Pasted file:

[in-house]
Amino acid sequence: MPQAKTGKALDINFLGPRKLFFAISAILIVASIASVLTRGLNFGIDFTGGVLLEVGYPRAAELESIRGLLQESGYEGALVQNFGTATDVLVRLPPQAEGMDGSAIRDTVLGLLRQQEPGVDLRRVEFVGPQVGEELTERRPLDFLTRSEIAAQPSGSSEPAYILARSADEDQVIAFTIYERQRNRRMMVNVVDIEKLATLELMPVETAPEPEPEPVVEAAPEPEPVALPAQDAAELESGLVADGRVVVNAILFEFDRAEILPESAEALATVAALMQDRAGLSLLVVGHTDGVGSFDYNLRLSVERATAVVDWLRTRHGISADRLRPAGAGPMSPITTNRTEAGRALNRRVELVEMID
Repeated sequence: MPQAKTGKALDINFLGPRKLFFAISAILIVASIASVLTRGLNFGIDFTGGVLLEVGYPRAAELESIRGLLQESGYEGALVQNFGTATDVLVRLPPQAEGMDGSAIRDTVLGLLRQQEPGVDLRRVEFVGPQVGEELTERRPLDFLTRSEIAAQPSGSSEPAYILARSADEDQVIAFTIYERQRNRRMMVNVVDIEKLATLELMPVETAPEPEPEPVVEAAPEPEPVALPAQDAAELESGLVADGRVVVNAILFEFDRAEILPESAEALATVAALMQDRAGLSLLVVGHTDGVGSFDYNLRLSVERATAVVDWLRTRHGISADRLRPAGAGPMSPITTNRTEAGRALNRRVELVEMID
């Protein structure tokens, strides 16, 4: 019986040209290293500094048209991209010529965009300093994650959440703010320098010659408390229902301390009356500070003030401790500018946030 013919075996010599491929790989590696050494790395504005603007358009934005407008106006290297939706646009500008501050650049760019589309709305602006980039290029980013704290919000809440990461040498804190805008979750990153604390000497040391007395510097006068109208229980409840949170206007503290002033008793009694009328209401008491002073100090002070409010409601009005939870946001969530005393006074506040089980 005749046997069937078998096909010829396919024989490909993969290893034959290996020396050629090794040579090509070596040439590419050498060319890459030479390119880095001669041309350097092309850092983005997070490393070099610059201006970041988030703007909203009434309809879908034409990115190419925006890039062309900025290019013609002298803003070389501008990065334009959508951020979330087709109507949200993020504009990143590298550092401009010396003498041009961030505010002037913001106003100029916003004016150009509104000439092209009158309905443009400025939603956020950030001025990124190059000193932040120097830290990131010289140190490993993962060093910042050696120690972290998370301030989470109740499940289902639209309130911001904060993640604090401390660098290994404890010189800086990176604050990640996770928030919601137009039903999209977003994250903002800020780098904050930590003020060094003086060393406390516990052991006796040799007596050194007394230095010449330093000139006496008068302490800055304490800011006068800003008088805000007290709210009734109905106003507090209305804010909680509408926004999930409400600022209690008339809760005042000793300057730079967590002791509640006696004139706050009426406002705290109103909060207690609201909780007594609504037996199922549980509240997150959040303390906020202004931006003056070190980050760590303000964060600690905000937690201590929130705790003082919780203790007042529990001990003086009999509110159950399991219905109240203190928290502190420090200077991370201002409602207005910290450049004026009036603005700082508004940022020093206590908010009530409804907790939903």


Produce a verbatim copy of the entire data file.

[in-house]
Amino acid sequence: MPQAKTGKALDINFLGPRKLFFAISAILIVASIASVLTRGLNFGIDFTGGVLLEVGYPRAAELESIRGLLQESGYEGALVQNFGTATDVLVRLPPQAEGMDGSAIRDTVLGLLRQQEPGVDLRRVEFVGPQVGEELTERRPLDFLTRSEIAAQPSGSSEPAYILARSADEDQVIAFTIYERQRNRRMMVNVVDIEKLATLELMPVETAPEPEPEPVVEAAPEPEPVALPAQDAAELESGLVADGRVVVNAILFEFDRAEILPESAEALATVAALMQDRAGLSLLVVGHTDGVGSFDYNLRLSVERATAVVDWLRTRHGISADRLRPAGAGPMSPITTNRTEAGRALNRRVELVEMID
Repeated sequence: MPQAKTGKALDINFLGPRKLFFAISAILIVASIASVLTRGLNFGIDFTGGVLLEVGYPRAAELESIRGLLQESGYEGALVQNFGTATDVLVRLPPQAEGMDGSAIRDTVLGLLRQQEPGVDLRRVEFVGPQVGEELTERRPLDFLTRSEIAAQPSGSSEPAYILARSADEDQVIAFTIYERQRNRRMMVNVVDIEKLATLELMPVETAPEPEPEPVVEAAPEPEPVALPAQDAAELESGLVADGRVVVNAILFEFDRAEILPESAEALATVAALMQDRAGLSLLVVGHTDGVGSFDYNLRLSVERATAVVDWLRTRHGISADRLRPAGAGPMSPITTNRTEAGRALNRRVELVEMID
């Protein structure tokens, strides 16, 4: 019986040209290293500094048209991209010529965009300093994650959440703010320098010659408390229902301390009356500070003030401790500018946030 013919075996010599491929790989590696050494790395504005603007358009934005407008106006290297939706646009500008501050650049760019589309709305602006980039290029980013704290919000809440990461040498804190805008979750990153604390000497040391007395510097006068109208229980409840949170206007503290002033008793009694009328209401008491002073100090002070409010409601009005939870946001969530005393006074506040089980 005749046997069937078998096909010829396919024989490909993969290893034959290996020396050629090794040579090509070596040439590419050498060319890459030479390119880095001669041309350097092309850092983005997070490393070099610059201006970041988030703007909203009434309809879908034409990115190419925006890039062309900025290019013609002298803003070389501008990065334009959508951020979330087709109507949200993020504009990143590298550092401009010396003498041009961030505010002037913001106003100029916003004016150009509104000439092209009158309905443009400025939603956020950030001025990124190059000193932040120097830290990131010289140190490993993962060093910042050696120690972290998370301030989470109740499940289902639209309130911001904060993640604090401390660098290994404890010189800086990176604050990640996770928030919601137009039903999209977003994250903002800020780098904050930590003020060094003086060393406390516990052991006796040799007596050194007394230095010449330093000139006496008068302490800055304490800011006068800003008088805000007290709210009734109905106003507090209305804010909680509408926004999930409400600022209690008339809760005042000793300057730079967590002791509640006696004139706050009426406002705290109103909060207690609201909780007594609504037996199922549980509240997150959040303390906020202004931006003056070190980050760590303000964060600690905000937690201590929130705790003082919780203790007042529990001990003086009999509110159950399991219905109240203190928290502190420090200077991370201002409602207005910290450049004026009036603005700082508004940022020093206590908010009530409804907790939903």